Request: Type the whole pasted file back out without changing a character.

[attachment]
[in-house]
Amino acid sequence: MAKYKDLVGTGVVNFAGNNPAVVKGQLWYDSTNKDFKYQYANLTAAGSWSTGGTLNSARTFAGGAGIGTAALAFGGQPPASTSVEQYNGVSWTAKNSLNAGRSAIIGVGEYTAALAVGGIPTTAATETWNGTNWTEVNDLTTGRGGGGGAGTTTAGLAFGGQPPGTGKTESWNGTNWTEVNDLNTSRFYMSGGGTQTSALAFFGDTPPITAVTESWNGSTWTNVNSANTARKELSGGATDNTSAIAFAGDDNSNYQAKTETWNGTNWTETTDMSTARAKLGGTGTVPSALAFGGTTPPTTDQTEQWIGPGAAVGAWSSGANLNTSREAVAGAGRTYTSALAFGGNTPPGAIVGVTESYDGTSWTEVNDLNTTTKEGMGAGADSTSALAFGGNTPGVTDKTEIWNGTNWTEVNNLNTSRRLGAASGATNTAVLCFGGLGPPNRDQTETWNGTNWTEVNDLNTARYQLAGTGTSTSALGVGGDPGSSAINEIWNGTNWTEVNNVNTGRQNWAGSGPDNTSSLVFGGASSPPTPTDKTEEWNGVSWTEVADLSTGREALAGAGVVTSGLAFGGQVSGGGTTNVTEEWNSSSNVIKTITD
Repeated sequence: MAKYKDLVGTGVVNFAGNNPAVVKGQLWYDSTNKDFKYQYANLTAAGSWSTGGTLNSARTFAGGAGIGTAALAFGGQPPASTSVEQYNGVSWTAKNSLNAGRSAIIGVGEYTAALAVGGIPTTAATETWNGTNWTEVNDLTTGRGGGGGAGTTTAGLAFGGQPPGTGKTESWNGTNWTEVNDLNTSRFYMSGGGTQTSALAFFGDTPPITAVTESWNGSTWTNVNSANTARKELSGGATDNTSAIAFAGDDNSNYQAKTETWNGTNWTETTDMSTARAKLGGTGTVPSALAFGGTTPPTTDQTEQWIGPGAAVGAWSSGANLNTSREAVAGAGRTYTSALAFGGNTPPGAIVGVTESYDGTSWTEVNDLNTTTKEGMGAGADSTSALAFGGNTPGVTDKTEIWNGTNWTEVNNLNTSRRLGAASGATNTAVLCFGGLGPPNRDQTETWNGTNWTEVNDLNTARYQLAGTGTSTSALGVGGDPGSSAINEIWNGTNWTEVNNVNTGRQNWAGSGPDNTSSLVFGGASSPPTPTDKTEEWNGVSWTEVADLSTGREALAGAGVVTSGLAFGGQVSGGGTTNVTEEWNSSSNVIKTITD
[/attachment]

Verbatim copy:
[in-house]
Amino acid sequence: MAKYKDLVGTGVVNFAGNNPAVVKGQLWYDSTNKDFKYQYANLTAAGSWSTGGTLNSARTFAGGAGIGTAALAFGGQPPASTSVEQYNGVSWTAKNSLNAGRSAIIGVGEYTAALAVGGIPTTAATETWNGTNWTEVNDLTTGRGGGGGAGTTTAGLAFGGQPPGTGKTESWNGTNWTEVNDLNTSRFYMSGGGTQTSALAFFGDTPPITAVTESWNGSTWTNVNSANTARKELSGGATDNTSAIAFAGDDNSNYQAKTETWNGTNWTETTDMSTARAKLGGTGTVPSALAFGGTTPPTTDQTEQWIGPGAAVGAWSSGANLNTSREAVAGAGRTYTSALAFGGNTPPGAIVGVTESYDGTSWTEVNDLNTTTKEGMGAGADSTSALAFGGNTPGVTDKTEIWNGTNWTEVNNLNTSRRLGAASGATNTAVLCFGGLGPPNRDQTETWNGTNWTEVNDLNTARYQLAGTGTSTSALGVGGDPGSSAINEIWNGTNWTEVNNVNTGRQNWAGSGPDNTSSLVFGGASSPPTPTDKTEEWNGVSWTEVADLSTGREALAGAGVVTSGLAFGGQVSGGGTTNVTEEWNSSSNVIKTITD
Repeated sequence: MAKYKDLVGTGVVNFAGNNPAVVKGQLWYDSTNKDFKYQYANLTAAGSWSTGGTLNSARTFAGGAGIGTAALAFGGQPPASTSVEQYNGVSWTAKNSLNAGRSAIIGVGEYTAALAVGGIPTTAATETWNGTNWTEVNDLTTGRGGGGGAGTTTAGLAFGGQPPGTGKTESWNGTNWTEVNDLNTSRFYMSGGGTQTSALAFFGDTPPITAVTESWNGSTWTNVNSANTARKELSGGATDNTSAIAFAGDDNSNYQAKTETWNGTNWTETTDMSTARAKLGGTGTVPSALAFGGTTPPTTDQTEQWIGPGAAVGAWSSGANLNTSREAVAGAGRTYTSALAFGGNTPPGAIVGVTESYDGTSWTEVNDLNTTTKEGMGAGADSTSALAFGGNTPGVTDKTEIWNGTNWTEVNNLNTSRRLGAASGATNTAVLCFGGLGPPNRDQTETWNGTNWTEVNDLNTARYQLAGTGTSTSALGVGGDPGSSAINEIWNGTNWTEVNNVNTGRQNWAGSGPDNTSSLVFGGASSPPTPTDKTEEWNGVSWTEVADLSTGREALAGAGVVTSGLAFGGQVSGGGTTNVTEEWNSSSNVIKTITD